CoronavirusLeadership in a crisis: Empathy is key

Leadership in a crisis: Empathy is key

The coronavirus crisis has had an unprecedented impact on the economy and on daily life across the world. The impact on leadership has been no different.

Leaders have been forced to adapt to working from home, making difficult decisions on a daily basis without the hum of an office, and guiding people through the stress of lockdown with only video calls to keep in touch.

“Recent events have highlighted how good leadership is even more important,” according to Illaria Evans, head of group external financial reporting at Tesco. “In such times, communication comes first and foremost, but something else I think is quite important is empathy and really understanding your team, being close to your team,” she added.

Evans was speaking on a panel at the CFO Virtual Agenda, where she was joined by Malcom Finn, head of group reporting at Vodafone; Christopher Corner, head of finance, banking and services at M&S; and Iain Wright, director for business and industrial strategy at the Institute of Chartered Accountants England and Wales (ICAEW).

Finn agreed with Evans, adding that the pandemic represented a particularly strange challenge for finance leaders.

“I think as finance leaders we may over-attend to the visible, but the demands on leaders are often unconscious,” he said. “We’re all focusing on action – short term safety, stability, business continuity, but I think that was the immediate impact [of the crisis], but then you start to work on empathy and the more human element of leadership.”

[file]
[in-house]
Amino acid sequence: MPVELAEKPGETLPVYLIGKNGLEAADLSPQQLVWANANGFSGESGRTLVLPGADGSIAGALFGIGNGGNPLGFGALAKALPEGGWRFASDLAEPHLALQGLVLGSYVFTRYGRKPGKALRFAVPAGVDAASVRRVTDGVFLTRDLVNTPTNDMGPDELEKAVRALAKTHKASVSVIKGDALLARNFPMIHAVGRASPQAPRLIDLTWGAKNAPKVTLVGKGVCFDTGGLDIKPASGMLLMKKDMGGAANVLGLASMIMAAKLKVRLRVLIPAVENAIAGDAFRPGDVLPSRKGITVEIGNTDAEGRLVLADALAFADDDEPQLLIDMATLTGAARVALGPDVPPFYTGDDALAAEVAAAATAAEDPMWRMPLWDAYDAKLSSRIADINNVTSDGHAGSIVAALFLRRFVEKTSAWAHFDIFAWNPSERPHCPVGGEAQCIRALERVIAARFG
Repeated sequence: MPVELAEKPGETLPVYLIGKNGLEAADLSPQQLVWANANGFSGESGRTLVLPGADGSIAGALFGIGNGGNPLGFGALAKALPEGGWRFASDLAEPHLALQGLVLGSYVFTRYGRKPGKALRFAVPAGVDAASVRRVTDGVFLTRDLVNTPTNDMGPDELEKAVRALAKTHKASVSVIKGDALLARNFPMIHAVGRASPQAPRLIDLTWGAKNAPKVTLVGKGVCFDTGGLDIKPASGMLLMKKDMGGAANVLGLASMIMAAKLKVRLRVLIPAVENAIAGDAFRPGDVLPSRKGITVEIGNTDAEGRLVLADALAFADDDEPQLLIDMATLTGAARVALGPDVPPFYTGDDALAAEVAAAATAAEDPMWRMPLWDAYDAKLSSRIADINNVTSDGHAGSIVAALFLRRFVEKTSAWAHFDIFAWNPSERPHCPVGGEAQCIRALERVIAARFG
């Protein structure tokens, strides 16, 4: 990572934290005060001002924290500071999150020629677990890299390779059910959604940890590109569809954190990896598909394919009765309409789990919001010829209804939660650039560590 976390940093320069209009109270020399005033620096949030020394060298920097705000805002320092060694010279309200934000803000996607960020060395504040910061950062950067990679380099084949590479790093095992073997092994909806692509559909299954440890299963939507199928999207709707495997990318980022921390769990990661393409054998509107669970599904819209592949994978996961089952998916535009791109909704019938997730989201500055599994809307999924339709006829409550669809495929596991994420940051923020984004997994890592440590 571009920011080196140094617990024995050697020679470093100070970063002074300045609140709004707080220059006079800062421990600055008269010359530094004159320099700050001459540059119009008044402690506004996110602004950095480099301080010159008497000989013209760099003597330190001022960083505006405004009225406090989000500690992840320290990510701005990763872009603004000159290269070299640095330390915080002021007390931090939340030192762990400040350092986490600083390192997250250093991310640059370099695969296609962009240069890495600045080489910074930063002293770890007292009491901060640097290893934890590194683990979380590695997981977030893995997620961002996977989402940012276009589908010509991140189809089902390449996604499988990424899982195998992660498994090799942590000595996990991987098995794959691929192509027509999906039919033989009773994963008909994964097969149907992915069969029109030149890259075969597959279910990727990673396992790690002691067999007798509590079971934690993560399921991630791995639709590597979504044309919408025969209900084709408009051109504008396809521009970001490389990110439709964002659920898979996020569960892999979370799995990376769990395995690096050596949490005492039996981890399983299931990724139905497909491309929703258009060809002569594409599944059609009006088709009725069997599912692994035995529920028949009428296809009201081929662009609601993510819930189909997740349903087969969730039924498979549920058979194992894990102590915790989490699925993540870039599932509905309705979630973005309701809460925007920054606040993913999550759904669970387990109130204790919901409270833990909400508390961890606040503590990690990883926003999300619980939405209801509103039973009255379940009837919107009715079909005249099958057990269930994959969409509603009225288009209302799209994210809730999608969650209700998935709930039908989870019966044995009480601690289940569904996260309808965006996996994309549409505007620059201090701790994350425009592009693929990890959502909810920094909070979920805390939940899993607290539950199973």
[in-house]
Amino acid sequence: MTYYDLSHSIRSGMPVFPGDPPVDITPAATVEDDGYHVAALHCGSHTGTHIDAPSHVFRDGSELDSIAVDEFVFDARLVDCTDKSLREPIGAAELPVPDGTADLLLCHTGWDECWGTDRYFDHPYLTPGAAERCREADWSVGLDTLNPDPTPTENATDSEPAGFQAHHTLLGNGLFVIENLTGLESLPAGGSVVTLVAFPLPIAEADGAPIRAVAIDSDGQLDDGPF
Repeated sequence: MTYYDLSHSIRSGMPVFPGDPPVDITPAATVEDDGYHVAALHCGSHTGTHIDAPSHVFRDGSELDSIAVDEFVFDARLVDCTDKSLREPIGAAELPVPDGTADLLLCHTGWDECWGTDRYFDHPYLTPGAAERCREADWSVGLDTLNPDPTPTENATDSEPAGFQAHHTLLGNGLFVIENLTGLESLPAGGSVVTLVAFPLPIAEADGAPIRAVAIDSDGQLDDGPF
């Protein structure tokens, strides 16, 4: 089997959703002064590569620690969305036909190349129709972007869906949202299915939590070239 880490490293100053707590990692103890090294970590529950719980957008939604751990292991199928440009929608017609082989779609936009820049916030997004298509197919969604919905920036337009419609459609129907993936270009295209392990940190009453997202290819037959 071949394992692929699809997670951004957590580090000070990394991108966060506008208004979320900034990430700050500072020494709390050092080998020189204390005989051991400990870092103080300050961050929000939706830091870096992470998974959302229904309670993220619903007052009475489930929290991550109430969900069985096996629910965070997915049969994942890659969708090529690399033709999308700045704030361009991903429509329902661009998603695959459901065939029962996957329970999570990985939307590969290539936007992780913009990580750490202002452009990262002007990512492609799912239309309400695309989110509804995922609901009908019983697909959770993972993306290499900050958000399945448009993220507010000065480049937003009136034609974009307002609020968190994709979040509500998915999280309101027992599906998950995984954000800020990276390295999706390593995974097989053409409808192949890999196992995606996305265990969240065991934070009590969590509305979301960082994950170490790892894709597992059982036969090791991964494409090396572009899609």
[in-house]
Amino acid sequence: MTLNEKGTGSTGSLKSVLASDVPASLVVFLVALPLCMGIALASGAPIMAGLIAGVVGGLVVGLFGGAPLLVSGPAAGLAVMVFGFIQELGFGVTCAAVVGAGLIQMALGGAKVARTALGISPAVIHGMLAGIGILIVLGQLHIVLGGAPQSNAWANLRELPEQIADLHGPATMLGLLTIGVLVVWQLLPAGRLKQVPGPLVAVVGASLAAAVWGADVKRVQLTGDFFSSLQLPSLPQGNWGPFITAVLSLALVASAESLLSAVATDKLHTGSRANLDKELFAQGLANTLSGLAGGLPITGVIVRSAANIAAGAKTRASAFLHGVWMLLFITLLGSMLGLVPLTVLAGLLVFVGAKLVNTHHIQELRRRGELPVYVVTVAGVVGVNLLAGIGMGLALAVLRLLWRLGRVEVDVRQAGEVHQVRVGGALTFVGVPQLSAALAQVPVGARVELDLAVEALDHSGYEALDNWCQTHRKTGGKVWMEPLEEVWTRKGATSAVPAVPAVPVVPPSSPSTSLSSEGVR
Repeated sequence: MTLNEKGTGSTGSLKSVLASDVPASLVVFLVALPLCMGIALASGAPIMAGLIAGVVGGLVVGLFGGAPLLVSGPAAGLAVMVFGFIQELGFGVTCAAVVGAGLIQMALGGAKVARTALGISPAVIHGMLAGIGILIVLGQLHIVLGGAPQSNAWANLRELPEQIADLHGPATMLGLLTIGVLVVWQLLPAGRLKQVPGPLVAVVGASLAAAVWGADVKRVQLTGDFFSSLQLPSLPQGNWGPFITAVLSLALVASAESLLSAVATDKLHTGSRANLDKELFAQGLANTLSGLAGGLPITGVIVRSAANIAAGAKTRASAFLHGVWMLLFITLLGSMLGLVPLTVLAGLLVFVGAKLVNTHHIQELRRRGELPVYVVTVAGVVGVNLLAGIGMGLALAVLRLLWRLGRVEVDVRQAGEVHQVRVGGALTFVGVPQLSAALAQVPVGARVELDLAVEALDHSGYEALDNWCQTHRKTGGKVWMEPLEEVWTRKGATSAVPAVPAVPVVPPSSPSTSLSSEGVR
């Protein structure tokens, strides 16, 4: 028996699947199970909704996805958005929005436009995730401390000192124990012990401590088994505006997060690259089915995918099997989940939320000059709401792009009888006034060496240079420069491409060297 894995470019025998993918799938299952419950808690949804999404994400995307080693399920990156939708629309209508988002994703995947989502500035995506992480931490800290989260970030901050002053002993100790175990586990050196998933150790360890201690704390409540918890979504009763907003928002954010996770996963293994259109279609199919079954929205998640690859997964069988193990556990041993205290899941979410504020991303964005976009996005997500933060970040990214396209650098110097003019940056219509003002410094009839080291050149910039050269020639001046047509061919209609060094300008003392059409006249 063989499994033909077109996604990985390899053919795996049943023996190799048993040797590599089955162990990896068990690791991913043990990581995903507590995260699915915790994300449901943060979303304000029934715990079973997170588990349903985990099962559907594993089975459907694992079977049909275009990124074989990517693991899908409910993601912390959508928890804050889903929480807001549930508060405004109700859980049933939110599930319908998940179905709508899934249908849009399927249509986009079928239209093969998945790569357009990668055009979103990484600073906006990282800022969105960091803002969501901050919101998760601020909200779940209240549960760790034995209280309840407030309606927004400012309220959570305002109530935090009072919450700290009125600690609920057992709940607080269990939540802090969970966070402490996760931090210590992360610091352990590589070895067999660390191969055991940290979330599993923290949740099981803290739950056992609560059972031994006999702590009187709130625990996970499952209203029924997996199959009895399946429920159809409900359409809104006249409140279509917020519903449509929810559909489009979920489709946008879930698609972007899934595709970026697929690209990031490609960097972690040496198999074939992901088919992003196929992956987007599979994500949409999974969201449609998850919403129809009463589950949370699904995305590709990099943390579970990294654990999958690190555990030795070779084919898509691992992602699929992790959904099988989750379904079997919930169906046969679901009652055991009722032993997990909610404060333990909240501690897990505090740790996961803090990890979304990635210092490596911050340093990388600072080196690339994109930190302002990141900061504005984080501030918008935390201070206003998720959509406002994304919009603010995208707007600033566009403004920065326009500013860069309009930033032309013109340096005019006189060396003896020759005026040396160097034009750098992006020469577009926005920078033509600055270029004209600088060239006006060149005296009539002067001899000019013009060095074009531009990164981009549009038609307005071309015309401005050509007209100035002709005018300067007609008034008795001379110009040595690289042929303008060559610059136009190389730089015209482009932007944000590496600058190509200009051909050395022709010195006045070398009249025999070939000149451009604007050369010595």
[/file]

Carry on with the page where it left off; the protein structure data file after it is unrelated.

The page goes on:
“Leadership is hard. It’s about getting the best out of people, and thriving in complexity and uncertainty. You have to be emotionally present, even if you’re physically separate. So, I think leaders need to be open to their feelings.”

For leaders, that empathy is crucial, Finn added. The pandemic has been a crisis not only of the “external world” – the economy, business and working from home, but of the “inner world” – our emotions and experiences, he said.

“A lot of us have felt anxiety, our own anxiety and our team’s anxiety where the sources of it are vague and complex. We may have experienced loss, loss of control, loss of routine, loss of capacity. Those of us at home as parents, we lose capacity. And I’m sure we’re all touched by the consequences of the virus in some way.”

“Leadership has now moved to a more moral leadership, with more of a focus on the people and being empathetic as well. We also have to be realistic, so any messages and communications have to be anchored in reality,” Finn added.

Corner added that it was more important than ever for leaders to make time for one on one conversations with members of their team as it helps leaders gain insight and information they wouldn’t otherwise get, and keep rapport and morale high.

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